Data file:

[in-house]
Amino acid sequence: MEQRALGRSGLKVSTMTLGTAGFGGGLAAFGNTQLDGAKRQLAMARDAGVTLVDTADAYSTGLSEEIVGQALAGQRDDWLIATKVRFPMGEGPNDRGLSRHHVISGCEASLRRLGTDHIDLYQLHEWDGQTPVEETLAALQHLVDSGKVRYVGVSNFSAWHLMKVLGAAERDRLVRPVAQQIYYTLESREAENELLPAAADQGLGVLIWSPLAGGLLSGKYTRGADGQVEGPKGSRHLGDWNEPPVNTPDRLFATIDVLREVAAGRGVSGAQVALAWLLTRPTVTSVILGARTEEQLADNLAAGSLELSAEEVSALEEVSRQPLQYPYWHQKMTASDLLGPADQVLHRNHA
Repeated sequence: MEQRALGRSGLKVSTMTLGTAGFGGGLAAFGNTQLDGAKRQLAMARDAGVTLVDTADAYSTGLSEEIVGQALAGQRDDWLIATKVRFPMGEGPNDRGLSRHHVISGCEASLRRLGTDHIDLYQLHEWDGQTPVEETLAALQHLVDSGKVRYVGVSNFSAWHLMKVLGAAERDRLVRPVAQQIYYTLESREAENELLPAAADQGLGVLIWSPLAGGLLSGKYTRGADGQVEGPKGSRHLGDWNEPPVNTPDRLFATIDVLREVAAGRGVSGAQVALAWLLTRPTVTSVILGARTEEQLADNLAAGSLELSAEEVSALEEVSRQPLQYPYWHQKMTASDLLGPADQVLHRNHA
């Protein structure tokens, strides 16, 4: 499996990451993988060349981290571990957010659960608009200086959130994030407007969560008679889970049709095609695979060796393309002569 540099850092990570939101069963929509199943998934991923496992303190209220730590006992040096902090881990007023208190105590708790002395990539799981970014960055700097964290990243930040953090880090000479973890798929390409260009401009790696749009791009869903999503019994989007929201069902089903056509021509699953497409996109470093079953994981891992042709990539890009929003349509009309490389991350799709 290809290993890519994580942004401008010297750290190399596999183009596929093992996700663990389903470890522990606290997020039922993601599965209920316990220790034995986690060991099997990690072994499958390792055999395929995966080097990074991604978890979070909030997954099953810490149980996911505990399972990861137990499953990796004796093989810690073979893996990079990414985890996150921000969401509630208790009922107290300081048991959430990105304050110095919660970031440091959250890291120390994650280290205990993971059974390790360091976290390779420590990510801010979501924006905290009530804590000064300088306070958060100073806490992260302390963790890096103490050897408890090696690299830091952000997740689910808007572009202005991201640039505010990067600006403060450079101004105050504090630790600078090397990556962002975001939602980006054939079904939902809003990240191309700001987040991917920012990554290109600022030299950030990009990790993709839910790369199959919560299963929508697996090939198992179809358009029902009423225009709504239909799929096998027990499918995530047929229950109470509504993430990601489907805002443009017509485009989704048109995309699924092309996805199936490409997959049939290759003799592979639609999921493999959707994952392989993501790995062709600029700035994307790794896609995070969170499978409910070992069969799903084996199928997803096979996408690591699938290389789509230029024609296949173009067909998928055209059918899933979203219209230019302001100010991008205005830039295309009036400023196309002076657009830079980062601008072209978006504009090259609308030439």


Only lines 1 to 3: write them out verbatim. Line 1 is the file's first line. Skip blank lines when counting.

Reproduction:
[in-house]
Amino acid sequence: MEQRALGRSGLKVSTMTLGTAGFGGGLAAFGNTQLDGAKRQLAMARDAGVTLVDTADAYSTGLSEEIVGQALAGQRDDWLIATKVRFPMGEGPNDRGLSRHHVISGCEASLRRLGTDHIDLYQLHEWDGQTPVEETLAALQHLVDSGKVRYVGVSNFSAWHLMKVLGAAERDRLVRPVAQQIYYTLESREAENELLPAAADQGLGVLIWSPLAGGLLSGKYTRGADGQVEGPKGSRHLGDWNEPPVNTPDRLFATIDVLREVAAGRGVSGAQVALAWLLTRPTVTSVILGARTEEQLADNLAAGSLELSAEEVSALEEVSRQPLQYPYWHQKMTASDLLGPADQVLHRNHA
Repeated sequence: MEQRALGRSGLKVSTMTLGTAGFGGGLAAFGNTQLDGAKRQLAMARDAGVTLVDTADAYSTGLSEEIVGQALAGQRDDWLIATKVRFPMGEGPNDRGLSRHHVISGCEASLRRLGTDHIDLYQLHEWDGQTPVEETLAALQHLVDSGKVRYVGVSNFSAWHLMKVLGAAERDRLVRPVAQQIYYTLESREAENELLPAAADQGLGVLIWSPLAGGLLSGKYTRGADGQVEGPKGSRHLGDWNEPPVNTPDRLFATIDVLREVAAGRGVSGAQVALAWLLTRPTVTSVILGARTEEQLADNLAAGSLELSAEEVSALEEVSRQPLQYPYWHQKMTASDLLGPADQVLHRNHA